11:21 a.m. – As I unfold stands, etc, I talk about how his new film looks interesting (truly). I attempt a humorous comment to soften the moment but immediately realize that humor can presume a basis of knowingness – and they don’t know me from Adam. Besides, this is a serious marketing environment so humor not worth the risk. Moving on…
11:22 a.m. – Zac is a nice guy and a pro (not like he’s never done this before). He asks me what I would like to do. The simplicity of a wall to my left catches my eye and I ask him to move next to it. He begins to get comfortable sitting down. I have a softbox out at that point, and it’s figuring to be a Bill Coupon-style portrait. After a few frames, the agent says, “Can we see your pictures now?” I realize I can’t shake the request so instead of giving an outright, “No”, I respond, “No, not if I’m only getting five minutes”. The onus is on her.
11:24 a.m. – We move back to the couch. I try a profile of him looking out window, but it doesn’t work. Cliche. Annoying. Hotel rooms. Ugh. At this point, due to the situation of thinking on the fly, I’m drenched in sweat. I suggest he lay down (what fan of his wouldn’t want to see him lying down) but he calls the idea of him laying on the couch with his arms behind his back, “cheesy.” Ok, maybe it was. I still hope to get a picture from above, but they all react negatively when I suggest standing on the wood edge of a glass coffee table. Moving on..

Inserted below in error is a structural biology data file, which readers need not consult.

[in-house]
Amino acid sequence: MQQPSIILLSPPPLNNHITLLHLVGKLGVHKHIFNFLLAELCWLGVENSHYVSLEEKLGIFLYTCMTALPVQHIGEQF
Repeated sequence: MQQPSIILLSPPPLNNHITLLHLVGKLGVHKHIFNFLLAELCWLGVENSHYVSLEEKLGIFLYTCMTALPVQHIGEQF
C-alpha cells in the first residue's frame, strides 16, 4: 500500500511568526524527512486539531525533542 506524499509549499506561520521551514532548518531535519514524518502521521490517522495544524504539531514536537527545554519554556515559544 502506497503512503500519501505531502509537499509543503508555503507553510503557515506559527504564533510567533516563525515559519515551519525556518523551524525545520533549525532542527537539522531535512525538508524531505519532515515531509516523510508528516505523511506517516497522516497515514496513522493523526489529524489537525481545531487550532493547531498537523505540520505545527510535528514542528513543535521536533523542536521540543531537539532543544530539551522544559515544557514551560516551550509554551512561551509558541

11:25 a.m. – So I suggest shooting him over the shoulder. He’s got a remarkably handsome face and that will carry the photo. The window is behind him (a good white backdrop when you expose for it), and the softbox would light him well – if it would cooperate. For some reason I can’t get it to fire. P.R. person from outside steps in doorway and says, “All done?” I say “No. One more minute.” Thankfully, she agreed. And the flash finally fired.
11:26 a.m. – I say I’m done. “Thank you, Mr. Efron” He was cordial in his goodbye as he was in his greeting.
11:28 a.m. – Outside I make an appeal to the public relations representative that these five minute portraits should be longer. That it’s good for everyone – the newspaper, the celebrity, the photographer. Can we make a paradigm shift? She responds, understanding my frustration, that 15 different media entities want access to the celebrity and this is one city of many on a tour. She is given a certain amount of time to work with, and the amount of time is determined by dividing it up equally. So the lack of time really comes down to geography.
I remember the celebrity portraits I’ve done where I’ve been afforded more time. They generally happen in the person’s hometown, or home. In Los Angeles where many celebrities live, you might get more time or opportunities.
Moreover, in a hotel room his handlers have a controlled setting. If he were to leave that room, she says, he would get mobbed. The interview by the reporter, in fact, confirms how Zac Efron has become something of a ninja to get around incognito.
Sadly, it all makes sense. The 5 minute hotel room portrait.
Here to stay.